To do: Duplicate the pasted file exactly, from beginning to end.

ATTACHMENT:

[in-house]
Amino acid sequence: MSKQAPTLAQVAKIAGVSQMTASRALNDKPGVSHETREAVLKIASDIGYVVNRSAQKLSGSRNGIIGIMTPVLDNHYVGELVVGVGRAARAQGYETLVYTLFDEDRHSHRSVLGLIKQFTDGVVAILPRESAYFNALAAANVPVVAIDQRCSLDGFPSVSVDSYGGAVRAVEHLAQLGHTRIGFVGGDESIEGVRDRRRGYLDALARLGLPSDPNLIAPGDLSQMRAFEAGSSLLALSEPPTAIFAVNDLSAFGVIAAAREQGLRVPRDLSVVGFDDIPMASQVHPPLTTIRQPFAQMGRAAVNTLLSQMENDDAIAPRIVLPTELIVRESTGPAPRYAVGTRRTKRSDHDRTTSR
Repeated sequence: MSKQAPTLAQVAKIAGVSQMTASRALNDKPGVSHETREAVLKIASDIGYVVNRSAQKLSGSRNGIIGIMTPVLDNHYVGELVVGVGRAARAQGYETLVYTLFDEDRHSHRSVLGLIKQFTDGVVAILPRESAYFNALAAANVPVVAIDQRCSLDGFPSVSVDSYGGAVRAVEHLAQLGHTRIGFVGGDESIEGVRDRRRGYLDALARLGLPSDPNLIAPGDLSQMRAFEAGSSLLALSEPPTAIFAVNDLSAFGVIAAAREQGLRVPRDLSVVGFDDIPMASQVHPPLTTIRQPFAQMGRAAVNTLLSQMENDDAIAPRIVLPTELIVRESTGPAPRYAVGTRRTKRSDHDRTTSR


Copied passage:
[in-house]
Amino acid sequence: MSKQAPTLAQVAKIAGVSQMTASRALNDKPGVSHETREAVLKIASDIGYVVNRSAQKLSGSRNGIIGIMTPVLDNHYVGELVVGVGRAARAQGYETLVYTLFDEDRHSHRSVLGLIKQFTDGVVAILPRESAYFNALAAANVPVVAIDQRCSLDGFPSVSVDSYGGAVRAVEHLAQLGHTRIGFVGGDESIEGVRDRRRGYLDALARLGLPSDPNLIAPGDLSQMRAFEAGSSLLALSEPPTAIFAVNDLSAFGVIAAAREQGLRVPRDLSVVGFDDIPMASQVHPPLTTIRQPFAQMGRAAVNTLLSQMENDDAIAPRIVLPTELIVRESTGPAPRYAVGTRRTKRSDHDRTTSR
Repeated sequence: MSKQAPTLAQVAKIAGVSQMTASRALNDKPGVSHETREAVLKIASDIGYVVNRSAQKLSGSRNGIIGIMTPVLDNHYVGELVVGVGRAARAQGYETLVYTLFDEDRHSHRSVLGLIKQFTDGVVAILPRESAYFNALAAANVPVVAIDQRCSLDGFPSVSVDSYGGAVRAVEHLAQLGHTRIGFVGGDESIEGVRDRRRGYLDALARLGLPSDPNLIAPGDLSQMRAFEAGSSLLALSEPPTAIFAVNDLSAFGVIAAAREQGLRVPRDLSVVGFDDIPMASQVHPPLTTIRQPFAQMGRAAVNTLLSQMENDDAIAPRIVLPTELIVRESTGPAPRYAVGTRRTKRSDHDRTTSR